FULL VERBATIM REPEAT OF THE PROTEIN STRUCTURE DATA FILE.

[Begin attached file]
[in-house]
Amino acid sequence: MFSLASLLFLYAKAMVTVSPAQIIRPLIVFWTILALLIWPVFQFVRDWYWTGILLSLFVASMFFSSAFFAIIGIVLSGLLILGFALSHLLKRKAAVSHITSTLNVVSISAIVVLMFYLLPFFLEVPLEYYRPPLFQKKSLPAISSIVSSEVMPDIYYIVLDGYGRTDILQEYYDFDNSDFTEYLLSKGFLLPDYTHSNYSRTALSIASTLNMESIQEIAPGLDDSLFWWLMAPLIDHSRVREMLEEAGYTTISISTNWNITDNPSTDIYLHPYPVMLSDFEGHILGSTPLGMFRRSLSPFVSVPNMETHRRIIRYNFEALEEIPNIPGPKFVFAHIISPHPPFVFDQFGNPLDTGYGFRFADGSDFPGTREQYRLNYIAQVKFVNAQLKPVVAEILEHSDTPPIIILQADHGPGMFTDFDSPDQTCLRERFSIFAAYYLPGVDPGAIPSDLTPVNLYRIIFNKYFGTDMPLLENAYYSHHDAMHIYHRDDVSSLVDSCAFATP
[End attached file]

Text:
[in-house]
Amino acid sequence: MFSLASLLFLYAKAMVTVSPAQIIRPLIVFWTILALLIWPVFQFVRDWYWTGILLSLFVASMFFSSAFFAIIGIVLSGLLILGFALSHLLKRKAAVSHITSTLNVVSISAIVVLMFYLLPFFLEVPLEYYRPPLFQKKSLPAISSIVSSEVMPDIYYIVLDGYGRTDILQEYYDFDNSDFTEYLLSKGFLLPDYTHSNYSRTALSIASTLNMESIQEIAPGLDDSLFWWLMAPLIDHSRVREMLEEAGYTTISISTNWNITDNPSTDIYLHPYPVMLSDFEGHILGSTPLGMFRRSLSPFVSVPNMETHRRIIRYNFEALEEIPNIPGPKFVFAHIISPHPPFVFDQFGNPLDTGYGFRFADGSDFPGTREQYRLNYIAQVKFVNAQLKPVVAEILEHSDTPPIIILQADHGPGMFTDFDSPDQTCLRERFSIFAAYYLPGVDPGAIPSDLTPVNLYRIIFNKYFGTDMPLLENAYYSHHDAMHIYHRDDVSSLVDSCAFATP